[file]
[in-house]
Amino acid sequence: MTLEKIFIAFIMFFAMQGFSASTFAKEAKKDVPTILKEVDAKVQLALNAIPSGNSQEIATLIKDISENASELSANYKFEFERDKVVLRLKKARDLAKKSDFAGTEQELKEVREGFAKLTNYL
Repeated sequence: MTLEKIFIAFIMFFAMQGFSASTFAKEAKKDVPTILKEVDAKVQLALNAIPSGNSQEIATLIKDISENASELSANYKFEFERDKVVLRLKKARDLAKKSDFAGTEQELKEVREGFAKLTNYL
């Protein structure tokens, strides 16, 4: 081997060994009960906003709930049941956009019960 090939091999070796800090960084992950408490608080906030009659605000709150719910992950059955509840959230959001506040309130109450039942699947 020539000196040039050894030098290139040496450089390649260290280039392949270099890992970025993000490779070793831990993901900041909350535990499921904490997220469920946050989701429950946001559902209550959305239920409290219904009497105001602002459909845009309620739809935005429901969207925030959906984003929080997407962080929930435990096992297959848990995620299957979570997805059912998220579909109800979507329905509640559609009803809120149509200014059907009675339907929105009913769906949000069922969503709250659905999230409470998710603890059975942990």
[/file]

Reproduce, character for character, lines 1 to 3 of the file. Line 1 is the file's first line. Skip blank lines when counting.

[in-house]
Amino acid sequence: MTLEKIFIAFIMFFAMQGFSASTFAKEAKKDVPTILKEVDAKVQLALNAIPSGNSQEIATLIKDISENASELSANYKFEFERDKVVLRLKKARDLAKKSDFAGTEQELKEVREGFAKLTNYL
Repeated sequence: MTLEKIFIAFIMFFAMQGFSASTFAKEAKKDVPTILKEVDAKVQLALNAIPSGNSQEIATLIKDISENASELSANYKFEFERDKVVLRLKKARDLAKKSDFAGTEQELKEVREGFAKLTNYL